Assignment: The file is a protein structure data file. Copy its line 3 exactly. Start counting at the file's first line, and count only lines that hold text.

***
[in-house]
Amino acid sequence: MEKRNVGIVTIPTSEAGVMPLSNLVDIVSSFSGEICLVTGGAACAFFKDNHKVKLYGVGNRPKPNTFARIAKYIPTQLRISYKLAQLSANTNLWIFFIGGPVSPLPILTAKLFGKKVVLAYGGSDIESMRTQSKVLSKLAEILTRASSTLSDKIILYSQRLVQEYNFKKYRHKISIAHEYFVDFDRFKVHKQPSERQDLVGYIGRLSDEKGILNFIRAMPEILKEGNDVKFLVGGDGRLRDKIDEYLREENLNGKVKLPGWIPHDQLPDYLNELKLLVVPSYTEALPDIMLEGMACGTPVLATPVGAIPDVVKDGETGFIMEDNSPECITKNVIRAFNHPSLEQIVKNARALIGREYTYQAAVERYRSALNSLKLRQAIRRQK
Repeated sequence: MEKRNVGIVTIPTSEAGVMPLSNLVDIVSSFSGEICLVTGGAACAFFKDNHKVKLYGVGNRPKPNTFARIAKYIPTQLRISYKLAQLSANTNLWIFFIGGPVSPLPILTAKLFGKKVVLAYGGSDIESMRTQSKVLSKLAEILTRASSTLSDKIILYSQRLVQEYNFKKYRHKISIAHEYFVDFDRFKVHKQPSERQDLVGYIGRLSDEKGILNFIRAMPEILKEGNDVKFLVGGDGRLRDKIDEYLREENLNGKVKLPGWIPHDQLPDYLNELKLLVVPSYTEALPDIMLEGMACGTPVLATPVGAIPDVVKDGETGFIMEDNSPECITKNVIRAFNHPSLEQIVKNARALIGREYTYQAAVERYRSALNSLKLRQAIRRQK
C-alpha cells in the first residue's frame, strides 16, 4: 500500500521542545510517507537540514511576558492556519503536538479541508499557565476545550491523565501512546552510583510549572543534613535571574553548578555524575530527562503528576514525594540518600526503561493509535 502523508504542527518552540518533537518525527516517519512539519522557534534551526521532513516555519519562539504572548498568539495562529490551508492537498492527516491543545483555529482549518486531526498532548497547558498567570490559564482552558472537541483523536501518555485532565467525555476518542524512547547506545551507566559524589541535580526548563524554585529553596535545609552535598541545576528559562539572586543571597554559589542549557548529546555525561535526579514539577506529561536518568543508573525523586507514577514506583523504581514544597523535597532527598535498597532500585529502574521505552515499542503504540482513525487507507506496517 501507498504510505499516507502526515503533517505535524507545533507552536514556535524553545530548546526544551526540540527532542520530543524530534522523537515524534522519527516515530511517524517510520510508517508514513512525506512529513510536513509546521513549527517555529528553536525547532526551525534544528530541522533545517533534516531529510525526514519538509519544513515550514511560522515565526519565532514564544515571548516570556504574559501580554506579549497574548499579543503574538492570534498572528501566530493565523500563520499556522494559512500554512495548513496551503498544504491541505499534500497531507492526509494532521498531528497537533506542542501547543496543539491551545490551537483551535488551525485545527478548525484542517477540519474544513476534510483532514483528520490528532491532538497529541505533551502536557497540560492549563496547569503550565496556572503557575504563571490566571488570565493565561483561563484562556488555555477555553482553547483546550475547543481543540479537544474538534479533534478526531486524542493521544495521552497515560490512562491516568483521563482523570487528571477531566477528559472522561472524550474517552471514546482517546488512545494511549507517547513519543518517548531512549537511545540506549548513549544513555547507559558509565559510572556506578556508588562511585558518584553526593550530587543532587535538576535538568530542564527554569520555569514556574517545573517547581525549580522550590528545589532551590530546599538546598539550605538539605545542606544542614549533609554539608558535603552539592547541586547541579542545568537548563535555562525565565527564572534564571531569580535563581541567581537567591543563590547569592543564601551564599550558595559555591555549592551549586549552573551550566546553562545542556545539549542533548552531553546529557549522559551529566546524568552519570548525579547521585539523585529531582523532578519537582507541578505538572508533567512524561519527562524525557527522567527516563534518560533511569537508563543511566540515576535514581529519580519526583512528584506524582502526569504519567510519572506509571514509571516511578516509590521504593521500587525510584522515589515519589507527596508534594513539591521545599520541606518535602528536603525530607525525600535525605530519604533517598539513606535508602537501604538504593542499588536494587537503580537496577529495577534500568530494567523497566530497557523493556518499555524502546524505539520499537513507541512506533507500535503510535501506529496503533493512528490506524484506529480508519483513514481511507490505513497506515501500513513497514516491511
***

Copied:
Repeated sequence: MEKRNVGIVTIPTSEAGVMPLSNLVDIVSSFSGEICLVTGGAACAFFKDNHKVKLYGVGNRPKPNTFARIAKYIPTQLRISYKLAQLSANTNLWIFFIGGPVSPLPILTAKLFGKKVVLAYGGSDIESMRTQSKVLSKLAEILTRASSTLSDKIILYSQRLVQEYNFKKYRHKISIAHEYFVDFDRFKVHKQPSERQDLVGYIGRLSDEKGILNFIRAMPEILKEGNDVKFLVGGDGRLRDKIDEYLREENLNGKVKLPGWIPHDQLPDYLNELKLLVVPSYTEALPDIMLEGMACGTPVLATPVGAIPDVVKDGETGFIMEDNSPECITKNVIRAFNHPSLEQIVKNARALIGREYTYQAAVERYRSALNSLKLRQAIRRQK